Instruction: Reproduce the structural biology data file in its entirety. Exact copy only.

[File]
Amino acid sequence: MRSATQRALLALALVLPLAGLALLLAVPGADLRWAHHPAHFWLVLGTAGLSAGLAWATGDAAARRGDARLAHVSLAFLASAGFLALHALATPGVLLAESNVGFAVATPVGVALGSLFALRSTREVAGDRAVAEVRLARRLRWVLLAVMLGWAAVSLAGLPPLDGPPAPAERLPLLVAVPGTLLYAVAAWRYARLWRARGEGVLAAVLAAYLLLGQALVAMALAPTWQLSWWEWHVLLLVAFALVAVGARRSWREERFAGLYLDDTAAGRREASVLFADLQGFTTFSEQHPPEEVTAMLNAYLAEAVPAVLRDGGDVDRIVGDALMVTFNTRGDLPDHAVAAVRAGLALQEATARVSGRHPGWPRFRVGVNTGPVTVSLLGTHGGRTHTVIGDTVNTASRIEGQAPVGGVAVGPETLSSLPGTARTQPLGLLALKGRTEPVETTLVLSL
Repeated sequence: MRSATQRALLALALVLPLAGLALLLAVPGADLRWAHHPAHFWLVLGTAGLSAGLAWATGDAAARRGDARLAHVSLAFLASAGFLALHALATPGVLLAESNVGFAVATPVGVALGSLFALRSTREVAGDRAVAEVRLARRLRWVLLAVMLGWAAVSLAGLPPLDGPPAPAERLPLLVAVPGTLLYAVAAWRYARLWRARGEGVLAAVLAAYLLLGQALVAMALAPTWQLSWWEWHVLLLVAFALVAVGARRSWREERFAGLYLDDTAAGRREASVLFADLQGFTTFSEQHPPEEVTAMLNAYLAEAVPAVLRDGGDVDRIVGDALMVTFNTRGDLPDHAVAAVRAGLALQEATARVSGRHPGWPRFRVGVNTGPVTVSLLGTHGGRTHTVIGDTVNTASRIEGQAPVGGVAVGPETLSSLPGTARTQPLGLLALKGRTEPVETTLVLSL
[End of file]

Amino acid sequence: MRSATQRALLALALVLPLAGLALLLAVPGADLRWAHHPAHFWLVLGTAGLSAGLAWATGDAAARRGDARLAHVSLAFLASAGFLALHALATPGVLLAESNVGFAVATPVGVALGSLFALRSTREVAGDRAVAEVRLARRLRWVLLAVMLGWAAVSLAGLPPLDGPPAPAERLPLLVAVPGTLLYAVAAWRYARLWRARGEGVLAAVLAAYLLLGQALVAMALAPTWQLSWWEWHVLLLVAFALVAVGARRSWREERFAGLYLDDTAAGRREASVLFADLQGFTTFSEQHPPEEVTAMLNAYLAEAVPAVLRDGGDVDRIVGDALMVTFNTRGDLPDHAVAAVRAGLALQEATARVSGRHPGWPRFRVGVNTGPVTVSLLGTHGGRTHTVIGDTVNTASRIEGQAPVGGVAVGPETLSSLPGTARTQPLGLLALKGRTEPVETTLVLSL
Repeated sequence: MRSATQRALLALALVLPLAGLALLLAVPGADLRWAHHPAHFWLVLGTAGLSAGLAWATGDAAARRGDARLAHVSLAFLASAGFLALHALATPGVLLAESNVGFAVATPVGVALGSLFALRSTREVAGDRAVAEVRLARRLRWVLLAVMLGWAAVSLAGLPPLDGPPAPAERLPLLVAVPGTLLYAVAAWRYARLWRARGEGVLAAVLAAYLLLGQALVAMALAPTWQLSWWEWHVLLLVAFALVAVGARRSWREERFAGLYLDDTAAGRREASVLFADLQGFTTFSEQHPPEEVTAMLNAYLAEAVPAVLRDGGDVDRIVGDALMVTFNTRGDLPDHAVAAVRAGLALQEATARVSGRHPGWPRFRVGVNTGPVTVSLLGTHGGRTHTVIGDTVNTASRIEGQAPVGGVAVGPETLSSLPGTARTQPLGLLALKGRTEPVETTLVLSL